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Editorial: Time can't erase memories

Regardless of where you stand on the issue of whether a French company whose trains transported Jewish prisoners to Nazi death camps should be allowed to bid on a Maryland rail contract, testimony this week in the House Ways and Means Committee will highlight one of the darkest periods of world history; a time that should never be forgotten and that we should never allow to be repeated.

The committee was discussing whether SNCF, a French company, should be allowed to bid on the new Purple Line light rail project. But some opponents pointed to the company's role in World War II transporting Jewish prisoners to Nazi concentration camps, and said the company should not be allowed to bid unless it pays reparations.

SNCF says that it had no control over its operations while the country was occupied by the Nazis.

Set to testify this week was Leo Bretholz, a 92-year-old Holocaust survivor who was living in Pikesville. But he died Saturday. It is a reminder that the years have stretched long from that terrible time in history, and the number of people able to provide first-hand accounts grows smaller each year.

That lengthening period plays well into the hands of those who would deny that the Holocaust happened, or those who seek to downplay the documented history of the event.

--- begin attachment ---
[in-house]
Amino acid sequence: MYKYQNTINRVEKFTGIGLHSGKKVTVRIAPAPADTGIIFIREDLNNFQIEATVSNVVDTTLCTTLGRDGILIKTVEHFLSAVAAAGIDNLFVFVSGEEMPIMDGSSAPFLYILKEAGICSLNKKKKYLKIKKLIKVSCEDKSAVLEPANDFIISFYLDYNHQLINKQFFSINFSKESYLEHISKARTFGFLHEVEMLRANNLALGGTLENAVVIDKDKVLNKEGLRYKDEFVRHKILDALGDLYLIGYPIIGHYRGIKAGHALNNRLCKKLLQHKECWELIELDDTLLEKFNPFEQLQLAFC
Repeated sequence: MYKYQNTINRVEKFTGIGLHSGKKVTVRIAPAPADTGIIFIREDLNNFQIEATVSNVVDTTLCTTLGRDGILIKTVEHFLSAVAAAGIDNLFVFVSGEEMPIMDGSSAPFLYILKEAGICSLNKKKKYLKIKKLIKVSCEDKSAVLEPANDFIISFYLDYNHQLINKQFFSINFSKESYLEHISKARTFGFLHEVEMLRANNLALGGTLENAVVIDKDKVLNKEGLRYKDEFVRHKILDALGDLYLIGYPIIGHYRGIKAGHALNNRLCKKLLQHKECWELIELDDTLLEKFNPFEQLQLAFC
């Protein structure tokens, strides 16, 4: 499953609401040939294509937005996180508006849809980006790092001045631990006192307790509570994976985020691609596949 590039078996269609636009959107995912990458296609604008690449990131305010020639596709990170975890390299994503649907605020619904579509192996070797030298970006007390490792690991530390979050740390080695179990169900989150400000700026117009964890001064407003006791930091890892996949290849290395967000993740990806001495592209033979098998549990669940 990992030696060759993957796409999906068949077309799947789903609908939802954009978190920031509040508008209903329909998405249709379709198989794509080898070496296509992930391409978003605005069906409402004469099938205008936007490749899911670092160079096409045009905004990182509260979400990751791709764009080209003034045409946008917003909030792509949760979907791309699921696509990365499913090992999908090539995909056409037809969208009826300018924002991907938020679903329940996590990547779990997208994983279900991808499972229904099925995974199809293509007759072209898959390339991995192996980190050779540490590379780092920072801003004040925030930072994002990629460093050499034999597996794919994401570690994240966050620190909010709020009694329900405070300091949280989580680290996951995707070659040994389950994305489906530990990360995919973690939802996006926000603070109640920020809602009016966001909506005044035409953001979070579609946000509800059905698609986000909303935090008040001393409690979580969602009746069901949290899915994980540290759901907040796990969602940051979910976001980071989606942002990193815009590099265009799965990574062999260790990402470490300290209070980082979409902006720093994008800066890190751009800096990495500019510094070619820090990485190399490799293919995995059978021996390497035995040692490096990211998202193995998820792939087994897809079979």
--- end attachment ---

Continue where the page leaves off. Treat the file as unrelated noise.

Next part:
On its website, the United States Holocaust Memorial Museum notes, "The denial or distortion of history is an assault on truth and understanding. Comprehension and memory of the past are crucial to how we understand ourselves, our society, and our goals for the future. Intentionally denying or distorting the historical record threatens communal understanding of how to safeguard democracy and individual rights."

Democracy and individual rights are under attack on many fronts today. And as the USHMM website notes, "The Nazi persecution of the Jews began with hateful words, escalated to discrimination and dehumanization, and culminated in genocide. The consequences for Jews were horrific, but suffering and death was not limited to them. Millions of others were victimized, displaced, forced into slave labor, and murdered. The Holocaust shows that when one group is targeted, all people are vulnerable. Today, in a world witnessing rising antisemitism, awareness of this fact is critical. A society that tolerates antisemitism is susceptible to other forms of racism, hatred, and oppression."

SNCF's level of guilt or liability, what it should do to compensate victims or their families and how it should move forward are issues that likely will be debated in earnest in the coming weeks and months. But regardless of the outcome of those discussions, we must never forget the victims, or let the horrors of the Holocaust fade with the passage of time.

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